The one bright spot in the Cubs’ opening series against the Rangers was the offense. They finished the three-game set with the second-highest OPS (1.003) and the second-most runs per game (9.3) in the National League. However, pronouncements that their performance at the plate had gone from broke to woke remain entirely premature.
I am not even talking about obvious caveats about small sample sizes. Recognizing that the Rangers’ staff is hardly representative of elite major league pitching is a step in the right direction. Texas had the third-highest ERA in the American League last year, but even this doesn’t adequately capture the aspect that may have most benefited the Cubs: scant few power arms (more context here).
Though good pitchers will stifle just about any team, power arms have served as an especially troublesome Achilles heel of the Cubs offense the last two years. Last year, only contact-hitting Ben Zobrist (.330), Jason Heyward (.317) and Albert Almora Jr. (.286) hit power arms at a .270 or higher clip. Meanwhile, most the rest of lineup struggled woefully. This includes Kyle Schwarber (.215), Ian Happ (.212), Javier Báez (.212), Addison Russell (.198) and Willson Contreras (.147).
Take Báez, for example, whose great overall 2018 performance had him in the MVP hunt all season. Against power arms, however, his value deflated with the rest of the lineup. When you dive into his numbers, you see a power hitter with incredible bat speed. However, the loading required to generate that power generate hurts him against velocity 95 mph or higher.
Jason Heyward’s 2018 offers no comparison to Báez’s, right? Their disparate stats say as much, and yet Heyward’s quick, high-contact swing made him far more dangerous than Báez against power pitchers. Beyond a batting average more than 100 points higher, three of Heyward’s eight homers came on fastballs ranging from 96-99 mph. By comparison, only two of Baez’s 34 came on pitches over 94 mph.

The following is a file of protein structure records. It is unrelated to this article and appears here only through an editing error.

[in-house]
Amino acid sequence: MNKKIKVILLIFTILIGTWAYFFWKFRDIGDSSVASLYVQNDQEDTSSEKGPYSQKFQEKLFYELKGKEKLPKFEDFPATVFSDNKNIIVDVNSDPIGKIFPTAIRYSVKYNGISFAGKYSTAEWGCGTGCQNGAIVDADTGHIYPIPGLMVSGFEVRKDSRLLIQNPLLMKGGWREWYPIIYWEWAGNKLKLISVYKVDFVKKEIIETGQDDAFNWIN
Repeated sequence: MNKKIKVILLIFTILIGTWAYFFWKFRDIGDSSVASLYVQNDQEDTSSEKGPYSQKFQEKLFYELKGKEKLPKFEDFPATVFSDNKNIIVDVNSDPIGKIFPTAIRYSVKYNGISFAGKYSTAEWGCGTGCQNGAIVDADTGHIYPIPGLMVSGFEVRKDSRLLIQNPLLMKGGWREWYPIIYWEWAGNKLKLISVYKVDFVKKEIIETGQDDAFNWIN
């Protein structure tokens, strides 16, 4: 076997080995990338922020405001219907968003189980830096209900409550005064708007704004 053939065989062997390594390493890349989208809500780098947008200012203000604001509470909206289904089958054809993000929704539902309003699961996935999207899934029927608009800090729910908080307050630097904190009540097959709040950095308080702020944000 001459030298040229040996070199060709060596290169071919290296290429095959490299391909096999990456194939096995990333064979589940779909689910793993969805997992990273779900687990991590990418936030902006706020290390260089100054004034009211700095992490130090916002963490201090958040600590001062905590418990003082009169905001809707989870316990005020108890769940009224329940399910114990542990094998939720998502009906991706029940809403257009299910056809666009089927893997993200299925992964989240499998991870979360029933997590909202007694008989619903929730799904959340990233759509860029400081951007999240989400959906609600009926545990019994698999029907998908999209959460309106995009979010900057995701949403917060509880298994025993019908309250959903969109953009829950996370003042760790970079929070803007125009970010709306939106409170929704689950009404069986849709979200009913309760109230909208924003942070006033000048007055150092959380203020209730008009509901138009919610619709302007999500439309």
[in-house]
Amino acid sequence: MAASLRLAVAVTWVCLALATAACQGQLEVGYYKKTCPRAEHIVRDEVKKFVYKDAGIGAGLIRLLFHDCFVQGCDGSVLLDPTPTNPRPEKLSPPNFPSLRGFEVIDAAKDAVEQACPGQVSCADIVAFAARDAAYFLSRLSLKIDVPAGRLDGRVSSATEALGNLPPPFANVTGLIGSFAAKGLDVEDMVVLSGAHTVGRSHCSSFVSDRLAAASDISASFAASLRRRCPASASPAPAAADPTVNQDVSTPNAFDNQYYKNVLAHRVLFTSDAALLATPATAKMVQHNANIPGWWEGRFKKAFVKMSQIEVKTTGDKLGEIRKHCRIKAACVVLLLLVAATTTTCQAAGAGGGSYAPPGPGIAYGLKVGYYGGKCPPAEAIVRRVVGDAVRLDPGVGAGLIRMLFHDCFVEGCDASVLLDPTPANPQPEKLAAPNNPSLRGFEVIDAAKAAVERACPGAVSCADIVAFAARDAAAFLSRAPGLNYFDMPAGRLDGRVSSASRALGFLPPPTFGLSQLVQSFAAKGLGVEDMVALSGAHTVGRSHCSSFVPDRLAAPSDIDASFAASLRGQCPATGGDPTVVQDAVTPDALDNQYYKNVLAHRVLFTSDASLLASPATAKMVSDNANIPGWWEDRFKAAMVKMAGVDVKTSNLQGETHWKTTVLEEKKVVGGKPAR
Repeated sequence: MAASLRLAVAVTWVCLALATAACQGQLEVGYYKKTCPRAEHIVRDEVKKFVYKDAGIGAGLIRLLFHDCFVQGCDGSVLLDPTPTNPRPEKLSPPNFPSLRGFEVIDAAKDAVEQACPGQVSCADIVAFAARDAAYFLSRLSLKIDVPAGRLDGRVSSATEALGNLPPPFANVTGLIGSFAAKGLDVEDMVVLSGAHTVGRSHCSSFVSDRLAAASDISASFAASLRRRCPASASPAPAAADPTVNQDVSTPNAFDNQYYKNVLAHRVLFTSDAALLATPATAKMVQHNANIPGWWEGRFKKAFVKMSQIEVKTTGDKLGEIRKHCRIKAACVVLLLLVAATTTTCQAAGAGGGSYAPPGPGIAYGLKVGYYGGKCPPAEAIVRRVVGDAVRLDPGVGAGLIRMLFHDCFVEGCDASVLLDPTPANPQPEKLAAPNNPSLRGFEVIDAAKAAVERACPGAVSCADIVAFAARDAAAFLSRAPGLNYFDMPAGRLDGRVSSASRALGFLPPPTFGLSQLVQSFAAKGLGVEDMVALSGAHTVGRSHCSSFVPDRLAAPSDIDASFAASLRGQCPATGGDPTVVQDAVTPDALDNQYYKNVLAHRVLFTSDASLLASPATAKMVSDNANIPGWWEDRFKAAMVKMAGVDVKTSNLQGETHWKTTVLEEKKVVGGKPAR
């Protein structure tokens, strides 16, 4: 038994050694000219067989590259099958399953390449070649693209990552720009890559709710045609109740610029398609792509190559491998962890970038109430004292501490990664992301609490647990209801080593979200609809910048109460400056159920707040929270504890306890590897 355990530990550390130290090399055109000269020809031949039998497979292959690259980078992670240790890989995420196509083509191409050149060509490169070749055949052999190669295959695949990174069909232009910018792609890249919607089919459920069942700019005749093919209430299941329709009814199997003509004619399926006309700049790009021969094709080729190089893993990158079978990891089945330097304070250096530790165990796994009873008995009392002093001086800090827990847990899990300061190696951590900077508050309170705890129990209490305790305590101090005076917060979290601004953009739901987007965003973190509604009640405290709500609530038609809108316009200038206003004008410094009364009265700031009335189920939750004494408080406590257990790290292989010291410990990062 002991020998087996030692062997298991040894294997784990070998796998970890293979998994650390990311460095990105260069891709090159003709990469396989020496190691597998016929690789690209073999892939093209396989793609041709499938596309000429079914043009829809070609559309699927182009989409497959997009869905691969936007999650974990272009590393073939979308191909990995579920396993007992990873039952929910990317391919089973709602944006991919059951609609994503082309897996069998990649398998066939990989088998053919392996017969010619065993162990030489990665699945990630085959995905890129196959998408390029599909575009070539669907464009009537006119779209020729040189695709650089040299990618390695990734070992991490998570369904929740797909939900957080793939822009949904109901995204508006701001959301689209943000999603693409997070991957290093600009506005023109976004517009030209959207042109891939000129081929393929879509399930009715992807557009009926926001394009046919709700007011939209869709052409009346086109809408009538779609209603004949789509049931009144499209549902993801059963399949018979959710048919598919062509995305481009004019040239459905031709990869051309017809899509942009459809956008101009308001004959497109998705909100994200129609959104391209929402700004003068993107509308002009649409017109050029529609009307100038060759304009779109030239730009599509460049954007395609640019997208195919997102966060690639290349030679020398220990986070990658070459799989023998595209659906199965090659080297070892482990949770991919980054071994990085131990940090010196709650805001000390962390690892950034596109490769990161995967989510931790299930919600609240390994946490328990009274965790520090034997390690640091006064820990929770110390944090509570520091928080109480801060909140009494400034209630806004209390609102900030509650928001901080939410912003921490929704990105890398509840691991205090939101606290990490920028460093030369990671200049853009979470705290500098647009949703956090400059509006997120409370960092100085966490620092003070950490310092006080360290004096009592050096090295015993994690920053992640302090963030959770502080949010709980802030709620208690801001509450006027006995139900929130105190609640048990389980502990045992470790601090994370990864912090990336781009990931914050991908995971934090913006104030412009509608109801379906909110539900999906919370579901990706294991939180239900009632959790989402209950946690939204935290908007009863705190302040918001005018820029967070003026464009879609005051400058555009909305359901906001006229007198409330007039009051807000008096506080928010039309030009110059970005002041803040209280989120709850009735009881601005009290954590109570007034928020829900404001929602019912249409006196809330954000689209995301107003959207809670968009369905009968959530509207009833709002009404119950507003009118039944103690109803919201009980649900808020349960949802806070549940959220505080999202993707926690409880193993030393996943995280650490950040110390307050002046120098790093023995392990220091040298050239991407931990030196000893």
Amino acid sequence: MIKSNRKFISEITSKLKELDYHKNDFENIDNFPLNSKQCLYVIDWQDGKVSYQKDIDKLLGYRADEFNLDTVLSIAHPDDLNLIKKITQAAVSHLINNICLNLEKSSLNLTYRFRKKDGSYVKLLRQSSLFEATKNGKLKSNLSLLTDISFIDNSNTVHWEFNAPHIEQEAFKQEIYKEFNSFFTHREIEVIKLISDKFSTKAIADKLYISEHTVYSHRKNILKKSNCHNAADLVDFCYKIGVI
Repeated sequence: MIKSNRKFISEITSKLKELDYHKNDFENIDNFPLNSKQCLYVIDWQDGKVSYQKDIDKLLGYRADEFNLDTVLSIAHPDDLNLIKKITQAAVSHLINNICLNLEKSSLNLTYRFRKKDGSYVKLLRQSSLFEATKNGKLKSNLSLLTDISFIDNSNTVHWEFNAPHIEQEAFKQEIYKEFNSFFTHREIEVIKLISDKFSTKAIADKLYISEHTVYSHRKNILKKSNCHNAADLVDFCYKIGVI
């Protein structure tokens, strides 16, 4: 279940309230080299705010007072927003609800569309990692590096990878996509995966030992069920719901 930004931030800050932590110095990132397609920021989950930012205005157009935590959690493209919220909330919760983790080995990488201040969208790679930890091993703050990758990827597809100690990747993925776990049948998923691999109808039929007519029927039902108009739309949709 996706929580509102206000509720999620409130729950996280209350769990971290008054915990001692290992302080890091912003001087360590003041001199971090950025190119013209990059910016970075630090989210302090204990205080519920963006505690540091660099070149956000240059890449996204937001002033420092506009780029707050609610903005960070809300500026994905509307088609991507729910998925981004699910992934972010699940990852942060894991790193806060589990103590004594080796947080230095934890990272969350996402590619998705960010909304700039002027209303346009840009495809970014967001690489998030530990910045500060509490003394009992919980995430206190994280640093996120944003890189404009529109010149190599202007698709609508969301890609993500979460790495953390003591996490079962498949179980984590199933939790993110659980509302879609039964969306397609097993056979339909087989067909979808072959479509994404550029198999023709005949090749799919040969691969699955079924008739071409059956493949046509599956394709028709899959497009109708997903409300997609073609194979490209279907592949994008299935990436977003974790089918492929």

The lesson here is you don’t need insane bat speed to drive a ball far when the pitcher is supplying a good deal of the energy. You just have to be quick enough to square it up, and then let all that velocity transfer to the barrel of your bat.
Heyward’s taters also came off some impressive names: Corey Knebel of the Brewers (96 mph); Phillies lefty Adam Morgan (a 97 mph walk-off grand slam); and Cardinals flame-thrower Jordan Hicks (99 mph). By comparison, Báez’s homers against high velocity came versus less heralded hurlers Gerson Bautista of the Pirates (99 mph) and Jimmy Cordero of Washington (97 mph). Perhaps because their fastballs have little movement, neither started the season on their team’s Opening Day roster.
For these reasons, some wait-and-see is in order for the Cubs’ order. Underscoring this, the Cubs racked up the second-fewest plate appearances against power arms per game of any team in the majors (4.3). From their 13 plate appearances thus far, they have generated one walk and just one hit (a bunt against the shift by Kyle Schwarber) for a major league-worst .083 average.
But the sample size will increase sharply against the Braves, who feature a pitching staff largely filled with high-K pitchers. In Monday’s game, Baseball Reference counted 34 of the Cubs’ 37 plate appearances as coming against a power pitcher (defined by that site as in the upper third of the league for strikeout plus walks).
The Cubs did rack up nine hits – which elevated their batting average to .238 – but no runs. This leaves them as one of only two teams in the majors yet to score against this particular call of pitchers. The Padres are the other.
But this is far from a pronouncement of impending doom. Like with most hopes for this year’s offense, a full season with a healthy Kris Bryant should help. Before injuring his shoulder last year, he was hitting .286 with a 1.031 OPS against power arms. This came after a .289 average in 2017. And Anthony Rizzo’s .266 average last year was 50 points higher than his career rate.
There is also hope for additional growth from Báez, who displayed an improved ability to lay off outside sliders during the Rangers series. This was something he did not do in 2018 when he simply hit everything he could reach a lot harder. Combine this with a better eye and maybe he comes closer to Joe Maddon’s comparison to Manny Ramirez.
Of course, the Rangers pitchers don’t represent the best of the best, and getting nine hits in a game without scoring a run against the Braves is unusual. So I’m interested to see how well the Cubs fare against the hard throwers of Atlanta and Milwaukee. That will give us our best snapshot of whether the offense that broke last year is truly on the mending itself from within.